Our Inclusive, by Design mission informs our approach to stakeholder engagement: Advancing progress on systemic issues such as water resilience, climate change, women’s empowerment, and safe and fair working conditions demands collaboration and jointly developed solutions.
Having operated a variety of factory-focused programs for over two decades, we have established a comprehensive network of stakeholders that we rely on for insight, guidance and accountability. The frequency of our engagement with stakeholders is based on their connection to our business, our ability to impact them and the salience of the issue being addressed. For example, we engage with each stakeholder group at different cadences, depending on salient risks, priorities for our stakeholders, and our own priorities. In addition to our regular check-ins with stakeholders, we might also actively seek out stakeholder engagement when there are developing issues related to specific supply chains, countries, or materials. In these instances, we are typically hoping to learn more about a specific human rights issue or stakeholder need, to proactively mitigate potential risks. In other cases, when issues arise, including violations of our Human Rights Policy, COVC, or COBC, we seek to work with suppliers, unions, worker-representative organizations, and local and international NGOs that have expertise and connections in the that area.
When human rights issues arise, we work with suppliers, unions, worker-representative organizations, and local and international NGOs that have expertise and connections in that area. Our aim is to prioritize the impact of affected parties and come to a resolution that is fair and ethical. We use what we learn to improve how we respond to future issues, and we share insights with other buyers, governments and other stakeholders so these lessons can be applied more broadly.
Our stakeholders include:
- Local NGOs and trade unions: Our Supplier Sustainability team regularly checks in with these stakeholders in the countries from which we source, particularly when we identify complex labor-related issues in a factory.
- International NGOs and trade unions: These organizations help us evolve and improve our labor and human rights policies and practices.
- Multilateral institutions, development agencies and governments: These institutions’ policies and investments have a material impact on supply chain working conditions and environmental issues.
- Industry initiatives: We are part of initiatives such as the American Apparel and Footwear Association (AAFA) Social Responsibility Committee and the Retail Industry Leaders Association (RILA) ESG Committee, which convene brands to scale and amplify collective efforts related to human rights and environmental impacts.
- Suppliers: Our suppliers are critical partners in helping us achieve our goals related to garment workers and supply chain efficiencies:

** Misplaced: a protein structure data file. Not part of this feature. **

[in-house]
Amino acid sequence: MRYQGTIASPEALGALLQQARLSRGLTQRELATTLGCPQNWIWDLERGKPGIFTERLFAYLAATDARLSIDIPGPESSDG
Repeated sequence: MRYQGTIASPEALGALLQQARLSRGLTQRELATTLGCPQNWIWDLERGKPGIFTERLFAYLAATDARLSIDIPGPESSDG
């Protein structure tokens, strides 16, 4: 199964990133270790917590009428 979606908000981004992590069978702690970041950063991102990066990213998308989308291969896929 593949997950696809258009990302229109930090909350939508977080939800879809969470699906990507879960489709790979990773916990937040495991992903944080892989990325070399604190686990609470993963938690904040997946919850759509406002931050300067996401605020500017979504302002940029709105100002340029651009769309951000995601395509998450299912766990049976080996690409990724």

- Our Global Supply Chain and Supplier Sustainability teams lead our efforts to improve labor standards in our supply chain through a proactive engagement strategy and reactive ethos that underscores the importance of responding to any relevant inquiry. Our sourcing department uses an integrated scorecard to measure our suppliers’ performance, including on social and labor issues.
- We lead regular dialogue with labor and human rights organizations at the international level. At the local level, our Supplier Sustainability team works in about 25 countries to gather insight on factories’ employment practices and working conditions through their relationships with community-based organizations, NGOs and trade unions. These networks augment the findings we gather through the assessments, trainings and surveys that we conduct at our suppliers’ facilities. For example, we engage with workers in our Tier 1 supply chain through formal interviews conducted during our assessments and through informal relationships with worker representatives. We also use worker-centric technologies in several markets, which allow us to receive constant feedback. about specific human rights issues or stakeholder needs to proactively mitigate any risks.
- In addition, we communicate our policies and commitments—including our Human Rights Policy and grievance channels—through multiple touch points (available in local languages and via in-person and virtual support when possible): an online platform that contains all relevant information on our human rights policies and practices; consultative in-person and virtual visits; and interviews and engagement with workers through our portfolio of programs that seek to respect workers’ rights and empower women.
Employees: We engage proactively with our employees quarterly to collect their feedback through surveys distributed by our HR team.
Customers: We also solicit feedback from a sample of customers through representative surveys conducted by our Consumer Insights team, including an annual survey that focuses on issues related to sustainability and our product offerings.
To see a list of organizations and initiatives that we belong to or partner with, click here.